Nate Parker’s new film “The Birth of a Nation” (Sundance Institute)

PARK CITY, UTAH — The reception for “The Birth of a Nation” during its premiere at the Sundance Film Festival on Monday was rapturous verging on mythic. As the movie ended, the sold-out crowd leaped up for a standing ovation, then viewers remained on their feet, in the dark, in awed silence for minutes as the credits continued to roll.

This is an auspicious start for Nate Parker, the director, producer and co-writer who stars as Nat Turner in the movie about the slave and preacher, who led a rebellion in southern Virginia in 1831. You may have seen Parker before — he’s been acting for more than a decade, starring in “Beyond the Lights,” “Red Tails” and “Arbitrage.” But a couple years ago, he vowed to take a break until he could make his passion project.

That was easier said than done, especially when it came to securing the funds.

“There’s a resistance to dealing with this material,” Parker explained during a Q-and-A following the premiere. And he heard all the excuses: People don’t want to see another slave movie; audiences overseas won’t want to watch actors of color; financiers couldn’t possible get a return on their investment. But he was set on creating “a healing mechanism for America.”

He always came back to advice that George Lucas gave him when they worked together on “Red Tails.” “When everyone’s telling you something can’t be done,” the director told Parker, “that’s how you know you’re on the right track.”

The provocative drama opens on Turner as a young boy (Tony Espinosa), when he is one of few slaves to learn to read and write. Later on, he falls in love with and marries another slave, Cherry (Aja Naomi King), and travels around Southampton County with his master, Samuel (Armie Hammer), to preach the gospel to laborers on neighboring plantations. During these trips, Turner is expected to read passages from the Bible that will persuade servants to be obedient to their masters.

But, as the movie unfolds, he witnesses the sadistic ways that some men treat their slaves, and following the attack of his wife, Turner can bear it no longer. He orchestrates an uprising that leaves dozens of slave owners dead.

It was the bloodiest slave uprising in history, but the backlash that followed the rebellion was even deadlier. Up to 200 slaves were killed, many of whom had nothing to do with the rebellion.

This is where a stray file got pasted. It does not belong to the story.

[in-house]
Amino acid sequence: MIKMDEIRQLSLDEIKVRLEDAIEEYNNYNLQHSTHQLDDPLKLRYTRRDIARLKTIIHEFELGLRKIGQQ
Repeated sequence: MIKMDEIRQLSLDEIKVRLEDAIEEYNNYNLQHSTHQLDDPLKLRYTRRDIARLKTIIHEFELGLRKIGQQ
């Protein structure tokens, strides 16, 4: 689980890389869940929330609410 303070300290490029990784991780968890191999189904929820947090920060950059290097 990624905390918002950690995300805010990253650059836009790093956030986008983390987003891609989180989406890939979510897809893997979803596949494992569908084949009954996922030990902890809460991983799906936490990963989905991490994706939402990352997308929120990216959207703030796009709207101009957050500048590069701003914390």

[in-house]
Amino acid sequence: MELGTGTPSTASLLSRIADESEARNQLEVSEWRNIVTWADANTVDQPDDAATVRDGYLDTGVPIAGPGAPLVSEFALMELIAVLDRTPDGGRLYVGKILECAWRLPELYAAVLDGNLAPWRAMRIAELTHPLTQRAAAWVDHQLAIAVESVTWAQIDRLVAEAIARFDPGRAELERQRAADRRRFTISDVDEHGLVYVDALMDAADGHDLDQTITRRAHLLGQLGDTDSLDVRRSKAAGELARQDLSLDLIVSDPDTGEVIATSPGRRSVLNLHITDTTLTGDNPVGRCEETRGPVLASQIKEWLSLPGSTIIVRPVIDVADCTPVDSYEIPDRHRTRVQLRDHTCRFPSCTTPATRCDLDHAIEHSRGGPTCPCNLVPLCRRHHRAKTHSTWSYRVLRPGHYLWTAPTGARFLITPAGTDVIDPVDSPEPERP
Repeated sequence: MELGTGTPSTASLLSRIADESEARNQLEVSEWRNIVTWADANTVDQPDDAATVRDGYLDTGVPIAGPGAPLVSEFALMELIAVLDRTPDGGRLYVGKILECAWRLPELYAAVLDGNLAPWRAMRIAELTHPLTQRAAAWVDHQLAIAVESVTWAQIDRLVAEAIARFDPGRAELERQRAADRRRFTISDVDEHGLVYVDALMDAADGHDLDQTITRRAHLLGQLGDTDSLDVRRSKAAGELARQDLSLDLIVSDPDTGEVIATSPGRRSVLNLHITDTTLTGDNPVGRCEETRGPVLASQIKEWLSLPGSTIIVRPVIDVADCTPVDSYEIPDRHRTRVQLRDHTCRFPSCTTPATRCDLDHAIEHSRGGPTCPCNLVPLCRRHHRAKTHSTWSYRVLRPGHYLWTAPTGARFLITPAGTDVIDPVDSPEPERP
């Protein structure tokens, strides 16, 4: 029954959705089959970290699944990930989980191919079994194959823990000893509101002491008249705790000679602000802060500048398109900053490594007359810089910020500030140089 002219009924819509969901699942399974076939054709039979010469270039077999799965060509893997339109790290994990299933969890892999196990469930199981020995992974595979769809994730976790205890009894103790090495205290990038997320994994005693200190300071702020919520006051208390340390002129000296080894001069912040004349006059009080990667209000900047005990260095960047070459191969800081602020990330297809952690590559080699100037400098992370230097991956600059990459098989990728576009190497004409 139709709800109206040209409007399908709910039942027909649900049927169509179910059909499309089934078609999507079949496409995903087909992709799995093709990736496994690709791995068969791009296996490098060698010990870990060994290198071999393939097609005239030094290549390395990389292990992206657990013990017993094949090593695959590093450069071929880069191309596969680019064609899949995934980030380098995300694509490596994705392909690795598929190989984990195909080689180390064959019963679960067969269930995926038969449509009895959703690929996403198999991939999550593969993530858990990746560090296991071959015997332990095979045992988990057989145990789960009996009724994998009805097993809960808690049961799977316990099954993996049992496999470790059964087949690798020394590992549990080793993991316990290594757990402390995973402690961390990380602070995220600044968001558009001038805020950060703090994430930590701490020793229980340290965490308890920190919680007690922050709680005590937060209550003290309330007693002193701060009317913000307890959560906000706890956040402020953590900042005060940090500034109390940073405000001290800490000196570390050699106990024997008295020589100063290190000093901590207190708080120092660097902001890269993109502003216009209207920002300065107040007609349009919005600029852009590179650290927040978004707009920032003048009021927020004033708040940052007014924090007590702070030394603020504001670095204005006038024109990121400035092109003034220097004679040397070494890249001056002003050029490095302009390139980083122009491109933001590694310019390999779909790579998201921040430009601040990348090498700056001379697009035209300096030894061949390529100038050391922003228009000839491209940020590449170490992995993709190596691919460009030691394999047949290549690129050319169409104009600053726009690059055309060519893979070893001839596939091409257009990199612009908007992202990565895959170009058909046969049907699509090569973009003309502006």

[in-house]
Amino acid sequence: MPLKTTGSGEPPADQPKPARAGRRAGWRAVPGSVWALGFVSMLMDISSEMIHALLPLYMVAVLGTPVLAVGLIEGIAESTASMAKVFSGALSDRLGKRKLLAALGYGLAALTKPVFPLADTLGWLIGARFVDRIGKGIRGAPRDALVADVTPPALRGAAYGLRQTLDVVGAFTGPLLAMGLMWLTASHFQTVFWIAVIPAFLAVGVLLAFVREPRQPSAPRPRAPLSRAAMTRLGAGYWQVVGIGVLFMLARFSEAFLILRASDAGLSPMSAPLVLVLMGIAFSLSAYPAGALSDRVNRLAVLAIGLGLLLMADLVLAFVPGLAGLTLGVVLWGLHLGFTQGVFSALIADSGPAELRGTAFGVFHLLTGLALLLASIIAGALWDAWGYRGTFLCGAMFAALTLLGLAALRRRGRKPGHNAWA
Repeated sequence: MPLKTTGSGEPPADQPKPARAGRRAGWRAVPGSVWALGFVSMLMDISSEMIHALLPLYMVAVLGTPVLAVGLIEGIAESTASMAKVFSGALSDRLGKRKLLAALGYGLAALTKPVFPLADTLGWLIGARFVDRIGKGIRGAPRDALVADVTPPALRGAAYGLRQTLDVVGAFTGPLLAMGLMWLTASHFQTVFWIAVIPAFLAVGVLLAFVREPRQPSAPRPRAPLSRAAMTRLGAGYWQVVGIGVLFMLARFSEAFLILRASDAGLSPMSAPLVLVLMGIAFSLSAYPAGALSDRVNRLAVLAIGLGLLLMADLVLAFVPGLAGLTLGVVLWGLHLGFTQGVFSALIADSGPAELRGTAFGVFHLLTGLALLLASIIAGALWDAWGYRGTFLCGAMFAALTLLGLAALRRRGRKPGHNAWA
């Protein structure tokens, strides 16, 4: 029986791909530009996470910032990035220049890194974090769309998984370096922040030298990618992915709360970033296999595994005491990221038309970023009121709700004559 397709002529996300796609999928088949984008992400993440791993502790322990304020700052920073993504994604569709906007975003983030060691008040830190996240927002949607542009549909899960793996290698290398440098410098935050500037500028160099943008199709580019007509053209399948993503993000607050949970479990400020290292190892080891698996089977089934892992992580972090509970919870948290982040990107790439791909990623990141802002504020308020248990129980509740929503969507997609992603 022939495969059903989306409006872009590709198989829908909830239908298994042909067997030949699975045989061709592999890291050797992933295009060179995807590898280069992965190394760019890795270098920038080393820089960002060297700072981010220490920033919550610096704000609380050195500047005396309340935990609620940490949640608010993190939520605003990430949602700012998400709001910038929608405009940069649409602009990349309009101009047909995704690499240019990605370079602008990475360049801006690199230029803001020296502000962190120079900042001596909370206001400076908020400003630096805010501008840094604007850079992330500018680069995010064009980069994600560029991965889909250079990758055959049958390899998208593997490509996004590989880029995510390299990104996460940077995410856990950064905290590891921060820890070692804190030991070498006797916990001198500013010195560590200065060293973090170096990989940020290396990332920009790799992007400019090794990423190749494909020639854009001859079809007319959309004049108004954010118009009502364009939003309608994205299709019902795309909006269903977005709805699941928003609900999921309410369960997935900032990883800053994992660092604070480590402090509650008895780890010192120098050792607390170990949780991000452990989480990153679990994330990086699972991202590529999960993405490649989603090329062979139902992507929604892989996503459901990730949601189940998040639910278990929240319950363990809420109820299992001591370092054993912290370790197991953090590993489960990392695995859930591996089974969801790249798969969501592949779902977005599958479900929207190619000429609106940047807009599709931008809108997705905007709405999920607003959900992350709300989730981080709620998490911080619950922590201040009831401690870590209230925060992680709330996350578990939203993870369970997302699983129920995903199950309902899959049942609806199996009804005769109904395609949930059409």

“The Birth of a Nation,” which is gorgeously shot and expertly acted, feels revolutionary.

For starters, the movie cleverly co-opts the title of D.W. Griffith’s pioneering film that glorified the Ku Klux Klan and painted black men as predators. It also doesn’t shy away from the brutality of the time — not just the way slave owners whipped, raped and abused their servants, which we’ve seen before on screen, but also the way the slaves massacred their captors. One slave, who had been tortured by his master, hacks the man to death then holds up his severed head. Audience members whooped in approval, but the revenge fantasy is inevitably fleeting. The pay-off isn’t the stuff of “Death Wish” or “Django Unchained,” because the massacre is part of a cycle that was born of violence and will only lead to more.

There’s also a conspicuous absence of stereotypes. There’s no “white savior,” nor is there one cartoonishly sadistic villain. For example, Samuel, although he’s a slave owner, seems at first like a somewhat benign character. He and Nat play together as children, and later Samuel protects Nat from white bullies.

Not that it was an easy or enjoyable role.

“It sucked,” Hammer admitted during the post-movie discussion. Sometimes Parker would have to stop the cameras to remind Hammer and the cast why they were there. This was “a man corrupted by the system,” Hammer said. “There wasn’t anyone who went to bed at night with a clean conscience.”


Nate Parker, the director, star, producer and co-writer of “The Birth of a Nation” introduces his film during the Sundance Film Festival. (Chris Pizzello/Invision/AP)

Parker explained that he wasn’t interested in painting the oppressors as sociopaths, because that might give viewers an excuse to see the human beings on screen as monsters and think, well, that’s not me. The director was more inclined to look at Turner’s story as an example of a grossly broken, albeit lawful system.

“There were so many people that were complicit,” Parker said. “And not just hillbillies.” Academics and scientists, too, condoned the practice of slavery, he explained.

Parker’s goal in making “The Birth of a Nation” was to give viewers an unsanitized view of what happened, because “without honest confrontation, there is no healing.” Secondly, he hopes movie-goers will think about the way we live now — what systems do we have in place that might be corrupt? And do we, as American citizens, passively accept the injustices or do we work to do something about them?

“Because these people, in their benevolence, thought they were doing good,” Parker said. After all, they had the law of the land and cherry-picked passages from the Bible to support their deeds. But, as “The Birth of a Nation” so effectively demonstrates, oppressors inevitably end up on the wrong side of history.

Meanwhile, all the work Parker did to scrape together the $10 million budget and will his passion project into existence is paying off. Sony, Netflix, the Weinstein Company and Fox Searchlight reportedly spent the night vying for the rights, with Fox Searchlight winning out in a $17.5 million deal.

This post has been updated.

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